Jammy-Broken Heart Cake

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So, this recipe has been in the making for months, meaning I’ve been making it for months. That said, I might have lost that last stubborn baby-five but for this cake. I might also have gotten more sleep. But I WOULD NOT have been happier. You see, there is something wonderful about this unparalleled deliciousness (unless you royally mess it up like I did once, but I blame adding cocoa powder – requested by the birthday girl but NOT GOOD, and substituting frozen strawberries when I found my JUST BOUGHT strawberries were moldy).

jammy broken heart cake 2So, let me tell you about this cake. It started long ago before I “made the change”. It had eggs and sour cream and butter and all of that white flour yumminess, so of course it was tasty. I put blueberries and peaches in the middle one time and almost attacked my husband when he asked for some. And then the recipe got shoved to the bottom of the pile because I wasn’t ready to figure the veganizing of this one out.

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Well, I finally did it. And every time I’ve used strawberries because it’s Spring and they get all jammy and yummy. In the past I’ve read about things that tasted jammy, and they didn’t sound good. I don’t really like most jam. But this is different and unparalleled gooey, sweet, strawberryey jamminess. Just believe me, you want some.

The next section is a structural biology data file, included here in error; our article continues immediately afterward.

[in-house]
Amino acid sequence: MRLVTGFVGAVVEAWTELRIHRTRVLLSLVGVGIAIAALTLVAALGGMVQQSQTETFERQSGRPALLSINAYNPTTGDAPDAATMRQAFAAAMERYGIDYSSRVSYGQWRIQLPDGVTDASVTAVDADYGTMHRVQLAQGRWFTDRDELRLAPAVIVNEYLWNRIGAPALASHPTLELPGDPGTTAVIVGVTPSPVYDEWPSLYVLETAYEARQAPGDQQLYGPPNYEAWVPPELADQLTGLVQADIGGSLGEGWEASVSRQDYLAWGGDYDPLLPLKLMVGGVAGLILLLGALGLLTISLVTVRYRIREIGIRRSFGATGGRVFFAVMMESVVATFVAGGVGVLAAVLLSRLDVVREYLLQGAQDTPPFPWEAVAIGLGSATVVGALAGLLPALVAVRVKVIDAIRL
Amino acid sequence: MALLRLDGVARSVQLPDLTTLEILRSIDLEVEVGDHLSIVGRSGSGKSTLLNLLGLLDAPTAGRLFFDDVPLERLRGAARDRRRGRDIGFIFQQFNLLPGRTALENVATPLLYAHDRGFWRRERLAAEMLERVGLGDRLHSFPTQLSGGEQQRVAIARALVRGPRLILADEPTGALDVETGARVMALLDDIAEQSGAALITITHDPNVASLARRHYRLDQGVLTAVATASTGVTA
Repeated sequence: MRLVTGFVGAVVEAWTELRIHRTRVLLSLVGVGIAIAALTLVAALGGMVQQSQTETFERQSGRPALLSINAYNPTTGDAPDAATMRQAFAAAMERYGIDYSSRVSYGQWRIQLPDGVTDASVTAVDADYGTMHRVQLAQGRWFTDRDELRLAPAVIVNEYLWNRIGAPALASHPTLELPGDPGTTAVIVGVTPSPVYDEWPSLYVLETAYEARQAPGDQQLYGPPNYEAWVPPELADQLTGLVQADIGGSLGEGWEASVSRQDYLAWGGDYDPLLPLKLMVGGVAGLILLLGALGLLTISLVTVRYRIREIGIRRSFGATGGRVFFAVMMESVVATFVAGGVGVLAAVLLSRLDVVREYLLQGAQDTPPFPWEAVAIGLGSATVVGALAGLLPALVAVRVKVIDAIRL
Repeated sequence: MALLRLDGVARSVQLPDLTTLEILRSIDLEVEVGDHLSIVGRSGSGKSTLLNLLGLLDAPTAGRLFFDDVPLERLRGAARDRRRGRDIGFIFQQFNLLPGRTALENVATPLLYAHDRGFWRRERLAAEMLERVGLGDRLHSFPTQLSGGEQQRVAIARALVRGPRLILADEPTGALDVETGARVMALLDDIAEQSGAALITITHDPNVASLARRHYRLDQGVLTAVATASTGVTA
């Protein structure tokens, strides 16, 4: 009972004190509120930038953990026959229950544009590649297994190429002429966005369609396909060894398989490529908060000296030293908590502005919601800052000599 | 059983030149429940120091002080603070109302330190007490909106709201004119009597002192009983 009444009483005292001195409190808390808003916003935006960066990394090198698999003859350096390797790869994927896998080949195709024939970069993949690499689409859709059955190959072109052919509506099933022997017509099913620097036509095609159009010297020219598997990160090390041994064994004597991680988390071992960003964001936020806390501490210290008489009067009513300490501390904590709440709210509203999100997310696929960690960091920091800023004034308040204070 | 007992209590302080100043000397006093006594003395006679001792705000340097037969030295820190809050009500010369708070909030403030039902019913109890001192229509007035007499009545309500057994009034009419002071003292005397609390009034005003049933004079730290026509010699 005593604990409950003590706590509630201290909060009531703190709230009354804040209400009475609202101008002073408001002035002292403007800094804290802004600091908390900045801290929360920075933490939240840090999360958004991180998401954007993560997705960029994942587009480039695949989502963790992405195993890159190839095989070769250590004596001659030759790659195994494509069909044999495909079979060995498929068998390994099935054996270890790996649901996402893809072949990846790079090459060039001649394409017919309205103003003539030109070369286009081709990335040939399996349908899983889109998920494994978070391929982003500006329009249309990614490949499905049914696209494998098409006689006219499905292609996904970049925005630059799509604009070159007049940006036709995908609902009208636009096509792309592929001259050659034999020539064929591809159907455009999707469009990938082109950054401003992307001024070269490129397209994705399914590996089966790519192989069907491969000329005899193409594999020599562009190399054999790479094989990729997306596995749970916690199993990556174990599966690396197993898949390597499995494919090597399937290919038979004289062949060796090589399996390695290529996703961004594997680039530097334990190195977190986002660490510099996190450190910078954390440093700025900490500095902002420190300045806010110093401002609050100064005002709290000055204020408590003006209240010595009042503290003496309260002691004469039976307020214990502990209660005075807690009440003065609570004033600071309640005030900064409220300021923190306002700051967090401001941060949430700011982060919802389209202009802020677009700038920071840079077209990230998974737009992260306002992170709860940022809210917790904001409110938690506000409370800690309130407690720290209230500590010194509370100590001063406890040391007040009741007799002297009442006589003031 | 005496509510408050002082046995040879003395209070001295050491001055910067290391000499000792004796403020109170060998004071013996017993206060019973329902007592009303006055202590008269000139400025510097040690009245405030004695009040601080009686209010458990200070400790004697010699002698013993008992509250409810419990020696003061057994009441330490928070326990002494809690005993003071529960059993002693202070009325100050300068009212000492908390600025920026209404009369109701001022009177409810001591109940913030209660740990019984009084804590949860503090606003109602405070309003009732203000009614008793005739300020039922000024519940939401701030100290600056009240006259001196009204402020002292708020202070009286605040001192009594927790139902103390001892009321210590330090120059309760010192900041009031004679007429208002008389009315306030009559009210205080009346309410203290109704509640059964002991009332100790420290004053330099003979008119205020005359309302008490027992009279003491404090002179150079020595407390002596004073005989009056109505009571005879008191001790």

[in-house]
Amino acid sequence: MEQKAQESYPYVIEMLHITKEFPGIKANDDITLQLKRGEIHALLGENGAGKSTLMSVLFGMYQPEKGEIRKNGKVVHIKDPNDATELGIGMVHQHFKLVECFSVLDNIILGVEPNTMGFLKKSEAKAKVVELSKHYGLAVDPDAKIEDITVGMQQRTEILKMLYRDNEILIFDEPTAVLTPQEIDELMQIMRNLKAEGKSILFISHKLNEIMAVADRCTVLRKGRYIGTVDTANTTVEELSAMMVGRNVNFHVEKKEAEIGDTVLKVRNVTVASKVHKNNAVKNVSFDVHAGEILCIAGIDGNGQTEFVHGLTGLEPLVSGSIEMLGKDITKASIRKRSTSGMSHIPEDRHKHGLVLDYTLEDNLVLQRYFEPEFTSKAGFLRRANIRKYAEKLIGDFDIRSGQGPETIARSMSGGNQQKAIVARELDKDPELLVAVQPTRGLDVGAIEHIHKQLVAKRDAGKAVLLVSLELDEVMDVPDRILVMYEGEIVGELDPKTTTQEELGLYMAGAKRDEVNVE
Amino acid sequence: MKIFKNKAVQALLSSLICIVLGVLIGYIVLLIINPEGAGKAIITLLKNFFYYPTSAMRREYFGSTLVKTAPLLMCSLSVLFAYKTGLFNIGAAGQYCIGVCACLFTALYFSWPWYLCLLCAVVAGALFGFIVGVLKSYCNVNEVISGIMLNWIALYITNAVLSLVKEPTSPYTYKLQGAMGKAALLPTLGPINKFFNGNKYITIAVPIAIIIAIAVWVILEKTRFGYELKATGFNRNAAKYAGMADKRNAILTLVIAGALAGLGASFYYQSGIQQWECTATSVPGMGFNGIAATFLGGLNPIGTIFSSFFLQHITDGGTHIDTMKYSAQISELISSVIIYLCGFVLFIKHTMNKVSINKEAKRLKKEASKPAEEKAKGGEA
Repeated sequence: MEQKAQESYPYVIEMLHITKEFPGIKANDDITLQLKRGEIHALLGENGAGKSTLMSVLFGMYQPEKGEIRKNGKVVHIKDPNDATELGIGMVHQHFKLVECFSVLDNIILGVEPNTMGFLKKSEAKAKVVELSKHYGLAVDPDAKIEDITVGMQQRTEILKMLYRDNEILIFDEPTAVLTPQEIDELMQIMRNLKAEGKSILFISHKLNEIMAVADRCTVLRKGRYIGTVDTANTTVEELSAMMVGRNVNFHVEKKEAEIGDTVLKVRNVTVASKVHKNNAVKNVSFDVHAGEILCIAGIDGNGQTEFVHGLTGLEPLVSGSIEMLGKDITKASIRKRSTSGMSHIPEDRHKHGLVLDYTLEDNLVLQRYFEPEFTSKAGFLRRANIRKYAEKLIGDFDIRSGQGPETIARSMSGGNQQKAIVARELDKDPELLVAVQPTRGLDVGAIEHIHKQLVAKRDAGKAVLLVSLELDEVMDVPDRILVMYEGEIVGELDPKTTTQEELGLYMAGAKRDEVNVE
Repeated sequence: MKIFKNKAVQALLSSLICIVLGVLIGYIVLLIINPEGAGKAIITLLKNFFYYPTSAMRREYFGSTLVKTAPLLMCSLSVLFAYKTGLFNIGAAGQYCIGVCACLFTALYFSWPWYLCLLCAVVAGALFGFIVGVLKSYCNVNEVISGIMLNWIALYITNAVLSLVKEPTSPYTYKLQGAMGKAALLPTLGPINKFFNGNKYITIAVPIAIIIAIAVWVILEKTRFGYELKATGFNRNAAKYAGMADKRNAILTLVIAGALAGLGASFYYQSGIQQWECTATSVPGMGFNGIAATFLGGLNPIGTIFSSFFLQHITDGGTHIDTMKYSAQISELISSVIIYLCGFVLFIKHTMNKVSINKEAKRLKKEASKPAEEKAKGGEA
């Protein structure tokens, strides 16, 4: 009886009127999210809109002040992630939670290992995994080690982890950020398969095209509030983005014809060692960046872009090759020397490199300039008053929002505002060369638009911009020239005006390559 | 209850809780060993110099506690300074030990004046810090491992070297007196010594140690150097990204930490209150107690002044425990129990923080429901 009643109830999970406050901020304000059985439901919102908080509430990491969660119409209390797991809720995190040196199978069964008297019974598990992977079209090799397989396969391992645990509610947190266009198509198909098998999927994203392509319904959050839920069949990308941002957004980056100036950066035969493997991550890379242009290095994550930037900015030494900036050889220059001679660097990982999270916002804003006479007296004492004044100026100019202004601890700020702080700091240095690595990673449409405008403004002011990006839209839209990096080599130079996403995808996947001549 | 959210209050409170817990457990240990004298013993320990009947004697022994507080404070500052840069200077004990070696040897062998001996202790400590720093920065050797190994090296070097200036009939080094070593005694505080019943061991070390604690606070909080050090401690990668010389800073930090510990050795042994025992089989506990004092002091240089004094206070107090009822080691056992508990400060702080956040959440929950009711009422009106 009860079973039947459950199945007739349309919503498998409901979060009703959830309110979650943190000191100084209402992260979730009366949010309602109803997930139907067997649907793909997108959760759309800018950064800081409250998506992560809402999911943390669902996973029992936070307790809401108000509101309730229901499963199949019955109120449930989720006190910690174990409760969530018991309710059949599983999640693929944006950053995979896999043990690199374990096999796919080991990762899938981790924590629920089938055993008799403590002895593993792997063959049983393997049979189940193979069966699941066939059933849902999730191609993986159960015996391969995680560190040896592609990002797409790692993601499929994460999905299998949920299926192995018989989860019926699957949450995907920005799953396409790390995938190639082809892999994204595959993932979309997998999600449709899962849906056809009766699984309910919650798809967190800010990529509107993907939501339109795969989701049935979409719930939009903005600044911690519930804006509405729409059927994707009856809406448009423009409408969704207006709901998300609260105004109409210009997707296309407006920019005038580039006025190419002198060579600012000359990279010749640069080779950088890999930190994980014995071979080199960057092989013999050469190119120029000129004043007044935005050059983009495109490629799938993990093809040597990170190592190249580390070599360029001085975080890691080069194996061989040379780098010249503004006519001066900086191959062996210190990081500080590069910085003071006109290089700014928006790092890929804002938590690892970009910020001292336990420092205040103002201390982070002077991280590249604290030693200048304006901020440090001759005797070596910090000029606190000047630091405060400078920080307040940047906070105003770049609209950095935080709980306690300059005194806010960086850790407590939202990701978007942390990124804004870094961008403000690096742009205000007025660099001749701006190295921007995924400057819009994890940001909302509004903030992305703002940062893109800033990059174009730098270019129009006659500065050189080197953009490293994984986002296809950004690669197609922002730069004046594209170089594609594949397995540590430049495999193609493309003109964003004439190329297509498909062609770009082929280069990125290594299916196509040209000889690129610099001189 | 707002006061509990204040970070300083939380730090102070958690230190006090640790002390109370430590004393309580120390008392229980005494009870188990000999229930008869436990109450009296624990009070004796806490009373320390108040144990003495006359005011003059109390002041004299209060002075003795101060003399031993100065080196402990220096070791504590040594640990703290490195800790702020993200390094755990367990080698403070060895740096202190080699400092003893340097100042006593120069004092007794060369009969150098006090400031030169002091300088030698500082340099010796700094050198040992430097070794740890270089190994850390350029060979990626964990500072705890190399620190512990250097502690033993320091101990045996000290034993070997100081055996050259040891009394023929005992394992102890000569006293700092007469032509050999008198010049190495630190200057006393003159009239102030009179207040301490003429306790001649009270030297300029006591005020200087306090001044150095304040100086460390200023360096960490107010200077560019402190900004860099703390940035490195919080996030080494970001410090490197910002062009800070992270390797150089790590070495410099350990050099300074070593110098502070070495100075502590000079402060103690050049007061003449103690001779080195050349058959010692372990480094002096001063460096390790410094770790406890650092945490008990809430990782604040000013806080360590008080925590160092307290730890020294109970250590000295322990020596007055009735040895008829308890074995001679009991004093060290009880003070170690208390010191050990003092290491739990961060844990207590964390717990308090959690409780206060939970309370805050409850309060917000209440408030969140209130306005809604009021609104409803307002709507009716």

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Because I’ve tried it many different ways, I’ll include all of the workable options with the best ones first. I’ll even put in the non-vegan ingredients for you omnis, because really, butter just tastes better than the substitutes. They are, after all, “substitutes”. (Apparently my palate is still detoxing and may be for the rest of my life.)

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A quick note on fats: Butter, Vegan Butter/Earth Balance/margarine, coconut oil, and coconut butter are all tasty options, but they obviously each have a different outcome. I would stick first with homemade vegan butter, then coconut oil/Earth Balance, then coconut butter. Coconut butter makes a  more dense cake – still delicious, but mixed halfsies with coconut oil, it could be good and cheaper than the subs.

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Oh yeah, and it’s a broken heart cake because for the life of me, I cannot manage to get it out of the pan without at least a little break, and sometimes it’s a big one. But when using 100% whole grain, that’s not a bad thing (except when I eat all of the broken parts…) and pretty remarkable that it stays together as well as it does.

Jammy Broken Heart Cake

Ingredients:
1 c. granulated sugar
¾ c. homemade vegan butter, coconut oil, coconut butter, butter
1 c. vegan sour cream or sour cream